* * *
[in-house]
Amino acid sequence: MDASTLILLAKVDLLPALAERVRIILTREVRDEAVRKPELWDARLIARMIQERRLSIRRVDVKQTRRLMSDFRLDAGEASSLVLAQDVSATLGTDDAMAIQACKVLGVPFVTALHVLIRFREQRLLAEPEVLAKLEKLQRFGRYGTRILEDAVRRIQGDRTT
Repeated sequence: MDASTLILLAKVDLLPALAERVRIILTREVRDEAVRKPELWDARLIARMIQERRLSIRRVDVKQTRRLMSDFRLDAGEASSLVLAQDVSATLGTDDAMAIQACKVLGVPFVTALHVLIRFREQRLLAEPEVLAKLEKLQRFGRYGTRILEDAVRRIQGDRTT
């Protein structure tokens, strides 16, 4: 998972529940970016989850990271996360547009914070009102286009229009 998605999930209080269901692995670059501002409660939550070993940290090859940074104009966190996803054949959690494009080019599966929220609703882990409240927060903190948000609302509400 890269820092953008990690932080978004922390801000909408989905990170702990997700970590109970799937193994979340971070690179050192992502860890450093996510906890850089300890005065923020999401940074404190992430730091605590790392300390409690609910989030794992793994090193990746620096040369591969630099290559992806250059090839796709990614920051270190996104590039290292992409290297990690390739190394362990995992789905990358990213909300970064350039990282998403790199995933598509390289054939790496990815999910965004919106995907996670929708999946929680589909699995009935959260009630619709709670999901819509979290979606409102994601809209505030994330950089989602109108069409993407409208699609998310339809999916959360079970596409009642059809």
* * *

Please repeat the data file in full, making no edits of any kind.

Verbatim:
[in-house]
Amino acid sequence: MDASTLILLAKVDLLPALAERVRIILTREVRDEAVRKPELWDARLIARMIQERRLSIRRVDVKQTRRLMSDFRLDAGEASSLVLAQDVSATLGTDDAMAIQACKVLGVPFVTALHVLIRFREQRLLAEPEVLAKLEKLQRFGRYGTRILEDAVRRIQGDRTT
Repeated sequence: MDASTLILLAKVDLLPALAERVRIILTREVRDEAVRKPELWDARLIARMIQERRLSIRRVDVKQTRRLMSDFRLDAGEASSLVLAQDVSATLGTDDAMAIQACKVLGVPFVTALHVLIRFREQRLLAEPEVLAKLEKLQRFGRYGTRILEDAVRRIQGDRTT
């Protein structure tokens, strides 16, 4: 998972529940970016989850990271996360547009914070009102286009229009 998605999930209080269901692995670059501002409660939550070993940290090859940074104009966190996803054949959690494009080019599966929220609703882990409240927060903190948000609302509400 890269820092953008990690932080978004922390801000909408989905990170702990997700970590109970799937193994979340971070690179050192992502860890450093996510906890850089300890005065923020999401940074404190992430730091605590790392300390409690609910989030794992793994090193990746620096040369591969630099290559992806250059090839796709990614920051270190996104590039290292992409290297990690390739190394362990995992789905990358990213909300970064350039990282998403790199995933598509390289054939790496990815999910965004919106995907996670929708999946929680589909699995009935959260009630619709709670999901819509979290979606409102994601809209505030994330950089989602109108069409993407409208699609998310339809999916959360079970596409009642059809």